• Megan Little

Is it Time to Make a Change?

There are lots of reasons to make healthy changes and with as much information as we are exposed to it can be overwhelming to think we need to make a change every time some new bit of health information comes out. Have you found yourself thinking I should pick up a new habit when…


  • The news does a story on the benefits of some new supplements to help increase energy

  • Your gym does a 3-hour ‘turkey burn’ challenge to make up for your holiday indulgences

  • A blogger promotes a new 14 day cleanse she purchased from a functional nutrition practitioner

  • A group of friends wants to start intermittent fasting after a new book was published on the health benefits

  • You see a new superfood item at the grocery store as an option to mix in your smoothies

  • This list could go on forever….


There are so many things that we ‘should do’ and ‘could do’ for our health. How do you know when it is time to make a change? How do you know which of these things you should add to your life? I’ve come up with some things you can ask yourself when considering what new healthy habits you should pick up and add to your life.


1. Has your medical provider told you to make a change?


This is a good reason (almost always) to make a change. Medical providers make recommendations for our benefit – typically related to increasing exercise, losing weight, or getting more sleep, they have the knowledge and experience to know if you are ready for a change and if you need one. You should always consult with your medical provider on any major changes you are considering.


2. If it wasn’t a medical provider, what are the qualifications of the person recommending it or telling me I should?


There are many health coaches, functional nutritionists, fitness professionals, and other “certified” providers willing to tell you what you need to do to get healthy. The health and wellness world is not well regulated when it comes to coaches. A true health coach will not be ordering labs and telling you to go on a detox, specific plan, or program. Often the educational programs that these professionals attend are online, not accredited, and lack the needed background education to be making recommendations for your health. Dig into the background of who is recommending and what exactly they are recommending.


3. Why do you want to make this change? What do you hope to get out of it?


What is your motivation for making this change? Is it something that you have been contemplating for a long time, and preparing for? Part of this is looking at the stages of change and knowing where you are at on the scale. The other part of it is knowing what your motivation for change is. Having an internal motivation (personal to you) rather than external (because someone else wants you to) increases your likelihood of success.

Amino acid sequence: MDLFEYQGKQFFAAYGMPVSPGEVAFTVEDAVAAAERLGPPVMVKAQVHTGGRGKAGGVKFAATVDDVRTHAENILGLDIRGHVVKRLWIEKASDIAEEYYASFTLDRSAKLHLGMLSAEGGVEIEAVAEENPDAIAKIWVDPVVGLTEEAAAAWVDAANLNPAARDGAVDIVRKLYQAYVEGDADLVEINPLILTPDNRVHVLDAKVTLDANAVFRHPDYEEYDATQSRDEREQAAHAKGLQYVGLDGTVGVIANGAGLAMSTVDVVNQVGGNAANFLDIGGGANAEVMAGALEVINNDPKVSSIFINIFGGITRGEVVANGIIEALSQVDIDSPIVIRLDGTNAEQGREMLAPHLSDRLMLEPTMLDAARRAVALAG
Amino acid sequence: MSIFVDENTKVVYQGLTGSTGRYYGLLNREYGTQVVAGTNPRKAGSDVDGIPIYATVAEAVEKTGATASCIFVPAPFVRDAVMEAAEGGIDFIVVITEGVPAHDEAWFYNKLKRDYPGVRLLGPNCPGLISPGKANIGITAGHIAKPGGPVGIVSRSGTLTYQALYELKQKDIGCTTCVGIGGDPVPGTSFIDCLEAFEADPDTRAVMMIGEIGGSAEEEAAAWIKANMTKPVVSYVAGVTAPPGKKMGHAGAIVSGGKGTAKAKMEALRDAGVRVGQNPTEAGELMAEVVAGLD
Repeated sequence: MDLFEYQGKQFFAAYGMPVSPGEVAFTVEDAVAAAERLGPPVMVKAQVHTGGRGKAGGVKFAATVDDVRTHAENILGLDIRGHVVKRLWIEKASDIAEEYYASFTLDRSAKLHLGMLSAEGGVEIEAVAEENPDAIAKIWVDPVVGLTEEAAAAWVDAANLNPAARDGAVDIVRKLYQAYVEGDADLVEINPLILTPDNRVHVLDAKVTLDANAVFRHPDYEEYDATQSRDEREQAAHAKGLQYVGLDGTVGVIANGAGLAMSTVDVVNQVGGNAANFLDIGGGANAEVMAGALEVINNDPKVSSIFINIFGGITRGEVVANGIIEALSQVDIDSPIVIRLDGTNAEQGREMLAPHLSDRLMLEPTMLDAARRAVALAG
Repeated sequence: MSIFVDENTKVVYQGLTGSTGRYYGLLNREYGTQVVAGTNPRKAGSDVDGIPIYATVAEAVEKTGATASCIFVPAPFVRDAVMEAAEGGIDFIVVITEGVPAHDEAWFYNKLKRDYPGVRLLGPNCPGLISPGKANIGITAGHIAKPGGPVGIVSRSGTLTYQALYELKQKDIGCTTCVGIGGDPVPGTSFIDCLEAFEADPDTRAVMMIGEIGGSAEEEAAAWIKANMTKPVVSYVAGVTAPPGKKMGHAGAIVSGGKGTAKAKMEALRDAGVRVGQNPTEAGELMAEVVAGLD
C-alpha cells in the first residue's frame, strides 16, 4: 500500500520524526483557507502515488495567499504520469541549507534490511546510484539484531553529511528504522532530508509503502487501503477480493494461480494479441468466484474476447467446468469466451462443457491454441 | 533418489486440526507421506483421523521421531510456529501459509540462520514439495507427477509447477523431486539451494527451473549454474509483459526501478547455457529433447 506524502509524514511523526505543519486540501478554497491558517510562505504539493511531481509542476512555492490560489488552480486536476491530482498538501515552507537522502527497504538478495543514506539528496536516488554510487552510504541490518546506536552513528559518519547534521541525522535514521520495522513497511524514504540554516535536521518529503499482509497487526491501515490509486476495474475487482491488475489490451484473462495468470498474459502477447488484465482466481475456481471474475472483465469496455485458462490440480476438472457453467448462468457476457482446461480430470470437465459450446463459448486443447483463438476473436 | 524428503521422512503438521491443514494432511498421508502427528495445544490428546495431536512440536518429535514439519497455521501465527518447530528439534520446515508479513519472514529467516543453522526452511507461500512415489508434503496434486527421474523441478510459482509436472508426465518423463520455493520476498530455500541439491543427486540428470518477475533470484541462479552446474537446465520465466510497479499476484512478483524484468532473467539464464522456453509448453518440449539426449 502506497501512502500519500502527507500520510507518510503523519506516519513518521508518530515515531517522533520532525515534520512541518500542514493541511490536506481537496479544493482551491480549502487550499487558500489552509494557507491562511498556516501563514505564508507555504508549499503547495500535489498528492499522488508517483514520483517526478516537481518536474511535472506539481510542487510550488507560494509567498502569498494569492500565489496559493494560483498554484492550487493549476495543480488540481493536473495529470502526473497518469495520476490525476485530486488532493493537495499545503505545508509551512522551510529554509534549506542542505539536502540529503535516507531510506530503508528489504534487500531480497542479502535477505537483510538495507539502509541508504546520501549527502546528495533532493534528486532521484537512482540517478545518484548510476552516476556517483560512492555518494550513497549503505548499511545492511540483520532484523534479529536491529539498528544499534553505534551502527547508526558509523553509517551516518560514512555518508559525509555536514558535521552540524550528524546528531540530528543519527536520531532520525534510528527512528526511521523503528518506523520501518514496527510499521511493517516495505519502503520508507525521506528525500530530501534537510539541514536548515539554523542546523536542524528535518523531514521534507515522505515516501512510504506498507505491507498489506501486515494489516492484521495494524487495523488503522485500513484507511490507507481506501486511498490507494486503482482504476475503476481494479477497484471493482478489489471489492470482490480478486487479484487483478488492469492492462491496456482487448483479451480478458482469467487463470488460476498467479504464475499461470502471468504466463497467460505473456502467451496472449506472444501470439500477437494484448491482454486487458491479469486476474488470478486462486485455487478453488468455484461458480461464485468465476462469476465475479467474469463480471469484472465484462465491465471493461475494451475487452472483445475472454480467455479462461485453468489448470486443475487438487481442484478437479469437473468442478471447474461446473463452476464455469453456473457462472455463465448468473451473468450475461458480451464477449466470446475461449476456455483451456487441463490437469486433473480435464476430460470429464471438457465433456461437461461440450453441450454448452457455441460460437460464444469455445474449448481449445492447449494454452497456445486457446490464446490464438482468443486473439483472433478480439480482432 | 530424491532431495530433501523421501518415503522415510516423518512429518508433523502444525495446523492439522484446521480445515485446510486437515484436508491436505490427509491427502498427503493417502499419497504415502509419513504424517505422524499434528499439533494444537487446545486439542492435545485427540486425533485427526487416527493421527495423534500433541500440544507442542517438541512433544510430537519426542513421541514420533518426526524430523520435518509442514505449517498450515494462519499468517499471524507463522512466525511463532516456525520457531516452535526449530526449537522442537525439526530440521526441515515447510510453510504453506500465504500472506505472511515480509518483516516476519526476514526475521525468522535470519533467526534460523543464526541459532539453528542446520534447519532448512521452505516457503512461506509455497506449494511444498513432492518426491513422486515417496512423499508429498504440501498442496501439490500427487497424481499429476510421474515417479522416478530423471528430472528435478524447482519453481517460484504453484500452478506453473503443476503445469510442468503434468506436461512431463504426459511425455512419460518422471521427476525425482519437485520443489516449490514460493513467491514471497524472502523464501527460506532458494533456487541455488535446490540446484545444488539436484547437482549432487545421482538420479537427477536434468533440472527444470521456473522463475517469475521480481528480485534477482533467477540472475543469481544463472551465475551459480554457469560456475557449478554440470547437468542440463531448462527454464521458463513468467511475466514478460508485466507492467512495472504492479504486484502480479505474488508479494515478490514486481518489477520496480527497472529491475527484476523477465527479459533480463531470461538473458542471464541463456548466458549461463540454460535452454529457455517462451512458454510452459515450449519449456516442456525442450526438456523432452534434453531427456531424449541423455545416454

4. Do I have the capacity for this change right now?




This speaks both of physical capacity and mental capacity. Physically you may need to make space – for new running shoes, a new spin bike, and new groceries in your pantry. Your schedule might need to be reworked to fit the class you’ve been wanting to take or the extra meal prep you’ll need to do. These are all hypotheticals, but you get the idea. Mentally – do you have the space to tackle a new task right now? To hold yourself accountable and work consistently towards a goal so your investment (time or money) doesn’t fade after a week or two? This leads to our next question…


5. Is this a sustainable change?


We’ve all done it. There is a phrase for it. Bitten off more than we can chew. Goals are often easier to maintain when we take little steps and then build on the week to week rather than changing everything at once. Making sustainable changes increases the likelihood that they will stick in the long run.


6. Do I have support to make this change?

Support for making health changes is not a requirement for making them, but, it can increase success. Sharing your goals with your friends, family or a significant other can help hold you accountable and they can encourage you as you go. Many more medical practices are increasing their use of health coaches, building group programs, and providing resources for patients who are wanting to make health behavior changes. Even local gyms are building group programs with a foundation of motivational interviewing.




Answering no to a few of these questions does not mean that you should throw in the towel and not work on your health. But, it gives you a chance to check your heart and check in on your motivation for the change. Then you can do a little more planning to figure out how to b


est incorporate the goal/ change into your life so that you have the best chance of success.


If you need support for making healthy behaviors stick I offer a FREE 20 Minute Discovery Call. Click the button above or visit the COACHING tab to schedule.

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